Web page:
T cell tolerance depends upon Aire-expressing cells to purge the T cell repertoire of autoreactive clones. Once thought to be the exclusive domain of thymic epithelial cells, a new study by Yamano et al. (https://doi.org/10.1084/jem.20181430) in this issue of JEM identifies ILC3-like cells in the lymph nodes with similar properties.

The transcription factor Aire is well characterized as a key player in T cell tolerance in the thymus. In the current issue of JEM, Yamano et al. identify the long-elusive peripheral counterpart, as innate lymphocyte cells (ILCs) join the Aire-expressing family. Aire has a critical function in thymic T cell tolerance as the driver of ectopic expression of tissue-restricted antigens (TRAs) in the thymic epithelium. This thymic expression of TRAs allows differentiating T cells to be exposed to the full range of peripheral antigens, purging the T cell repertoire of autoreactive T cells before entering the periphery (Anderson and Su, 2016). Mutations in AIRE disrupt this process, leading to autoimmune polyglandular syndrome type 1 (APS-1), a severe multi-organ autoimmune syndrome.

Insights from Adrian Liston and James Dooley.

Insights from Adrian Liston and James Dooley.

The mechanism of action of Aire in the thymic epithelium is now understood in stunning detail, from the molecular interactions occurring at TRA promoters through to the cellular processes of negative selection and regulatory T cell induction. Despite this wealth of knowledge, there have been clues from the beginning that we were missing part of the story. The known autoimmune targets following Aire mutation are mismatched from the set of Aire-dependent TRAs expressed in the thymus, hinting at mechanisms other than simple thymic expression. The key suspect has long been peripheral expression of Aire. Early studies identified Aire expression in peripheral lymphoid tissues (Nagamine et al., 1997). The generation of an Aire-reporter strain provided conclusive evidence for an Aire-expressing peripheral population (Gardner et al., 2008), however the identity of this population has proven elusive, being variously described as an atypical stromal cell (Gardner et al., 2008) or a novel dendritic cell–like population (Gardner et al., 2013).

The work by Yamano et al. (2019) elegantly identifies the true Aire-expressing peripheral cell as an ILC3-like resident of the lymph node. While diversity was observed among cells expressing Aire at the mRNA level, only ILC3-like cells expressed Aire protein (Yamano et al., 2019). This subset expressed Aire protein at a comparable level to that of Aire-expressing epithelial cells in the thymus. The other putative Aire-expressing peripheral cells, by contrast, demonstrated a clear discordance between Aire mRNA and protein, suggesting a biological basis for the long-simmering controversy in previous attempts to define peripheral Aire expression. The authors defined the Aire-expressing population as ILC3-like based on lymphoid morphology and phenotypic markers. Critically, the authors formally demonstrated the hematopoietic, Rag-independent, Rorg-dependent origin of these cells, placing them firmly within the ILC3 family. As with Aire-expressing thymic epithelial cells, Aire expression in ILC3-like cells is Rank dependent (Rossi et al., 2007), although intriguingly (and unlike the thymic counterpart), crosstalk with T cells is not required for Aire-expressing cells to emerge from the canonical ILC3 population.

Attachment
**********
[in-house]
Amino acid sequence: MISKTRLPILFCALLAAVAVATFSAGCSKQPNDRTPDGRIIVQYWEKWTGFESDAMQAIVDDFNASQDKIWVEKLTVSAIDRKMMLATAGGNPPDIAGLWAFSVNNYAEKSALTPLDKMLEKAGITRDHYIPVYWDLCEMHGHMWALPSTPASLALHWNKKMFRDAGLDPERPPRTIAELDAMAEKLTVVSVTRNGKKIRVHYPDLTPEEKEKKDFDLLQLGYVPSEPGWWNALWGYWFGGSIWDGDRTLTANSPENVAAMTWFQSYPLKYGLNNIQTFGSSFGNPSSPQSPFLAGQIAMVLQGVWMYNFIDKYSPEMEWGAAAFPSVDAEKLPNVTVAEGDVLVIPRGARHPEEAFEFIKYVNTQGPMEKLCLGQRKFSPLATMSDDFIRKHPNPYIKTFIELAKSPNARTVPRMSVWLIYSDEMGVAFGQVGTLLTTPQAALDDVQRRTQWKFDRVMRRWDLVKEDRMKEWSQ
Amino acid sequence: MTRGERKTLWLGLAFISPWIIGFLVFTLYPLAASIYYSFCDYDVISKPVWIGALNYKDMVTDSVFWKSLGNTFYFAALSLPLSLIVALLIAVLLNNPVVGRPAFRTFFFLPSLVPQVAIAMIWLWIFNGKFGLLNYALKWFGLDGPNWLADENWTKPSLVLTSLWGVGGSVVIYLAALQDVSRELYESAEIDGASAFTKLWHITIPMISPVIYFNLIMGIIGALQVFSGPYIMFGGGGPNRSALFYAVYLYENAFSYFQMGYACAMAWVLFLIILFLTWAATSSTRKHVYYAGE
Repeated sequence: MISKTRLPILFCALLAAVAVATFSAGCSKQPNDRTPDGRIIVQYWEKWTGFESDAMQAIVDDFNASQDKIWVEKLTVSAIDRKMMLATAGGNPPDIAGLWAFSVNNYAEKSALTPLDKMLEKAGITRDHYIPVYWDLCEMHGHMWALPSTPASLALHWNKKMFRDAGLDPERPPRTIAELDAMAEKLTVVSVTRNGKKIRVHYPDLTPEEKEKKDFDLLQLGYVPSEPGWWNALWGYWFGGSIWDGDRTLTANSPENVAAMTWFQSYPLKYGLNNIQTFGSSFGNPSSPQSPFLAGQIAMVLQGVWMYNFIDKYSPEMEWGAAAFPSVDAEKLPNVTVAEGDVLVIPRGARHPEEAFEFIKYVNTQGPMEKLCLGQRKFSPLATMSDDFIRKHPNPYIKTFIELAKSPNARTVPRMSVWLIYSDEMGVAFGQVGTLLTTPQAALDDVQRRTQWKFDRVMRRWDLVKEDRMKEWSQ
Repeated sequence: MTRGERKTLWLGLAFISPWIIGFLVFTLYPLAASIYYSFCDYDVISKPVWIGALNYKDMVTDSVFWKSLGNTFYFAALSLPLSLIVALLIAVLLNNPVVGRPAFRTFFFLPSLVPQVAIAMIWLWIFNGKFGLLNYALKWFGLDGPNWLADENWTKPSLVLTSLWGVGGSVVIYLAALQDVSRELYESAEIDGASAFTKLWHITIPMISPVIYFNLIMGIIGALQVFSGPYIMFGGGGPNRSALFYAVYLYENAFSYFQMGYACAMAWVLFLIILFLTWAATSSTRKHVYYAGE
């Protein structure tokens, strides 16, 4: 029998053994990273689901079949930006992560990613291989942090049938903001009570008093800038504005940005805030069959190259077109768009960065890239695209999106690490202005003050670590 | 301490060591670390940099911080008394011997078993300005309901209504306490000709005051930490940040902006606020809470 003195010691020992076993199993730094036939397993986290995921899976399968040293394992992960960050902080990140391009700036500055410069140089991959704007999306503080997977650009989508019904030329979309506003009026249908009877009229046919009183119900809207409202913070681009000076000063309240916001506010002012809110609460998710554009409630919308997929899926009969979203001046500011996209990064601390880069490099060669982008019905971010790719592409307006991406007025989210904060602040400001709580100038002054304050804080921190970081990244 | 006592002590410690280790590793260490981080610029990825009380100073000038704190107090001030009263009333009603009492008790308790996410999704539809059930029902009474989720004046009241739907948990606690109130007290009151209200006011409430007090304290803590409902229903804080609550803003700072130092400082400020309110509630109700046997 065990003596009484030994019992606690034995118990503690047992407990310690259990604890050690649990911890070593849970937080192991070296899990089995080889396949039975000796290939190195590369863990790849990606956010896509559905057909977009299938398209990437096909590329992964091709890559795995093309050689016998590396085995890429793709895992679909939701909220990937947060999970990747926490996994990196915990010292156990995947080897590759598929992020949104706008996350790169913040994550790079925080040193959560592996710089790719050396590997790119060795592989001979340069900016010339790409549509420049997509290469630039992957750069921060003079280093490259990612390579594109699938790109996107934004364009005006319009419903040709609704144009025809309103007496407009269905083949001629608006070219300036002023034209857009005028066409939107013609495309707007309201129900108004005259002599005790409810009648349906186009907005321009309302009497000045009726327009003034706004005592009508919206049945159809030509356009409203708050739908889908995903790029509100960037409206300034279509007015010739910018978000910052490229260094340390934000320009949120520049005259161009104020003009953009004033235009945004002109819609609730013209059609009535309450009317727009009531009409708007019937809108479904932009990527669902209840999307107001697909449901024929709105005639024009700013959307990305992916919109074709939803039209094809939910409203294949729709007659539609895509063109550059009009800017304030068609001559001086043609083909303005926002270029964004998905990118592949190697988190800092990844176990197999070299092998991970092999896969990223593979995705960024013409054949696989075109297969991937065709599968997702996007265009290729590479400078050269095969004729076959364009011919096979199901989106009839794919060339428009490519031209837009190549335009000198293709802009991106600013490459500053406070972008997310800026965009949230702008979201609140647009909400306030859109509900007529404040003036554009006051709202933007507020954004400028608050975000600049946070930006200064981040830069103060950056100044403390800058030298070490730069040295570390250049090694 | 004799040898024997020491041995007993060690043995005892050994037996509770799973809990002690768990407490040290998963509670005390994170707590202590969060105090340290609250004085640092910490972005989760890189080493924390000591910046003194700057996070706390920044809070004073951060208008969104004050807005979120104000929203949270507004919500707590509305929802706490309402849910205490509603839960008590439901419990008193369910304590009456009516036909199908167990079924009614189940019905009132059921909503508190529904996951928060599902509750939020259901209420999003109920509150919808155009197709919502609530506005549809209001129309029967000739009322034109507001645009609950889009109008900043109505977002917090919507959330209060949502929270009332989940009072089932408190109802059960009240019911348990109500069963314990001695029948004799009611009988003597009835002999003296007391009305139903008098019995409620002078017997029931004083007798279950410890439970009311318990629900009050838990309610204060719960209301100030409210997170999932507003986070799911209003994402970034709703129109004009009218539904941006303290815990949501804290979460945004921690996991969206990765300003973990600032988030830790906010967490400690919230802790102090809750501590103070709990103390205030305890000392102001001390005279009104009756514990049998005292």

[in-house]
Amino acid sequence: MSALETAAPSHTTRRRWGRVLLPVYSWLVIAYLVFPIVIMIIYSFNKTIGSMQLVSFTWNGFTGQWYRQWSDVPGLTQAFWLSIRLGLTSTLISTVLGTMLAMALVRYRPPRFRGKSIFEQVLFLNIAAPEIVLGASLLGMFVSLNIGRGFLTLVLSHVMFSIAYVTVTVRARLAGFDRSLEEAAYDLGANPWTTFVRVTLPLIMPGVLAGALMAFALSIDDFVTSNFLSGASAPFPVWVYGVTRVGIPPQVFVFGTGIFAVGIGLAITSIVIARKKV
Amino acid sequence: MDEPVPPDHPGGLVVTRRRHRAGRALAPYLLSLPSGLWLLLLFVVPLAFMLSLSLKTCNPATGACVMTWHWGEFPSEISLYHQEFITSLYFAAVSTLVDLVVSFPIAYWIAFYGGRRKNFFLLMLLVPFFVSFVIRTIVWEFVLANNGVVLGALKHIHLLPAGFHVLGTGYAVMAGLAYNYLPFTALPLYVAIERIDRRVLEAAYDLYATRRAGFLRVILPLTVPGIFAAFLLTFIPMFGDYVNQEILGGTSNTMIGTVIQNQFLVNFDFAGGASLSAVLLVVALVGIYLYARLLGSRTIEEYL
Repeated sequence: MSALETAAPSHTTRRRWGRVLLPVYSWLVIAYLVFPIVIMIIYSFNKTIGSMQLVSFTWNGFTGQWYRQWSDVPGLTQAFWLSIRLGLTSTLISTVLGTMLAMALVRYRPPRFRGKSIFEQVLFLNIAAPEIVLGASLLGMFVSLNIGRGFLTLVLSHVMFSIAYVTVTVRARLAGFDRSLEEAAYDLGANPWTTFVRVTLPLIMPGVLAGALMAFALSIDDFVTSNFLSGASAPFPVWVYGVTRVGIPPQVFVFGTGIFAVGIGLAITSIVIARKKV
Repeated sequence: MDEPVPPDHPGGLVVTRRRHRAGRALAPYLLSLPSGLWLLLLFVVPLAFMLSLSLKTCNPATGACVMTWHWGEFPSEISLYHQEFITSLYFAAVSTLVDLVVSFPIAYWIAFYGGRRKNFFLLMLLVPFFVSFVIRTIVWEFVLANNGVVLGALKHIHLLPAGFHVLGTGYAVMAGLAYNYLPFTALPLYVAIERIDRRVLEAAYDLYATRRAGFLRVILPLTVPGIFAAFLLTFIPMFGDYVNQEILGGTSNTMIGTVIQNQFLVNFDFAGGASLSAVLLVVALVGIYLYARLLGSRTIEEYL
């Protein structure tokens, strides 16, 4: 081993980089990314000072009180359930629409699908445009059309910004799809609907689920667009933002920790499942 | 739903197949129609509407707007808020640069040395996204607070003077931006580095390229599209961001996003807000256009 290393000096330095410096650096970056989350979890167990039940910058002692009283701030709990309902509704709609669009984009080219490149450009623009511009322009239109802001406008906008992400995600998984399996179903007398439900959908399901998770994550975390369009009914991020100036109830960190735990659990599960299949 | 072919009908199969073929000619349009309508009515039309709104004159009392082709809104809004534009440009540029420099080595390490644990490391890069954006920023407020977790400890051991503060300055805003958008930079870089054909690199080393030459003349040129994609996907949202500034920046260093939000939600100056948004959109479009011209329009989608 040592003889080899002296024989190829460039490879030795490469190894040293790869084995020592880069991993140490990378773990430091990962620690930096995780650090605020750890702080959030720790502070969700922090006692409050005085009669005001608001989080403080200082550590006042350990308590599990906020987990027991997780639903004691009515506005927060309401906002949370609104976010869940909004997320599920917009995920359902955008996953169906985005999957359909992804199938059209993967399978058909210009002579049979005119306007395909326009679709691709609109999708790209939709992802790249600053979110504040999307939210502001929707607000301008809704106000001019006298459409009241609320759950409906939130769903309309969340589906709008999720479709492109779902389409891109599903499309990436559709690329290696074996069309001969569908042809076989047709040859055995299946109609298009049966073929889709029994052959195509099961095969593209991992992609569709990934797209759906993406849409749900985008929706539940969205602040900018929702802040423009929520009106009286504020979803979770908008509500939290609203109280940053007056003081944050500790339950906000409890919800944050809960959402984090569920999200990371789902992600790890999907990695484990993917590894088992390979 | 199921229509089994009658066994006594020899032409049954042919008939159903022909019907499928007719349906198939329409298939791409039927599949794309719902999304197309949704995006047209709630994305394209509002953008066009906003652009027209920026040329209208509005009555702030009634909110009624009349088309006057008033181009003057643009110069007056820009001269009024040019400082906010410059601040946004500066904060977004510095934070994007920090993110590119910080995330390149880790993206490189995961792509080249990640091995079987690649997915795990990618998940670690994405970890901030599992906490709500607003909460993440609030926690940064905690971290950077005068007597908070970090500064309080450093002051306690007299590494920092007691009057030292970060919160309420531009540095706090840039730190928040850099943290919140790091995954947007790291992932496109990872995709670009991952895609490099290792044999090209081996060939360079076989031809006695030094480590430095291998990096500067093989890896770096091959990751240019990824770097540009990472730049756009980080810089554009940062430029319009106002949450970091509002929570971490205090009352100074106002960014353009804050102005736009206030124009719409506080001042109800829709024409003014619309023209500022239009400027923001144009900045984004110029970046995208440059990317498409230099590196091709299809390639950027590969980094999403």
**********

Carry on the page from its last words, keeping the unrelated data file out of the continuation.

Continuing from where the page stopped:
The million-dollar question is whether Aire-expressing ILC3-like cells have any function. Do they express TRA, driving tissue-specific tolerance like their thymic counterpart? Or are they merely an epiphenomenon driven by a conserved Rank–Aire pathway in irrelevant cells? The jury is still out; however, this study provides two intriguing data points. First, the transcriptional impact of Aire on ILC3-like cells appears to be vastly different to that on thymic epithelial cells. While Aire expression in thymic epithelium drives TRA expression, Aire expression in the periphery drives largely nonoverlapping (or even opposing) transcriptional effects, without a bias for TRA (Yamano et al., 2019). In this respect, Aire-expressing ILC3-like cells cannot be seen to act as a peripheral safety net for thymic tolerance. The second point, however, strongly argues in favor of a functional role for Aire expression in ILC3-like cells. Expression of a neo-self antigen by this population resulted in efficient in vivo depletion of TCR-transgenic autoreactive T cells (Yamano et al., 2019). The ILC3-like cells are therefore not only effective antigen-presenting cells, but appear to be endowed with a strong tolerogenic function.

This study may close the book on the identity of Aire-expressing cells in the periphery, but, if anything, it raises more questions on the function of peripheral Aire expression. Is this peripheral expression required to avert autoimmunity? Does Aire expression impart the tolerogenic function of ILC3-like cells, or merely provide a set of antigens for these cells to present? Is the population dynamically regulated with age or during disease? Depending on the outcome of these questions, Aire-expressing ILC3-like cells may become a highly attractive target for therapeutic intervention. A peripheral population with parallel tolerogenic properties to thymic epithelial cells would provide several key advantages over the thymic counterpart, including accessibility and the ability to shape the post-thymic T cell repertoire. The identification of a suitable cellular host for tolerogenic vaccines has the potential to reshape how we treat autoimmune diseases.

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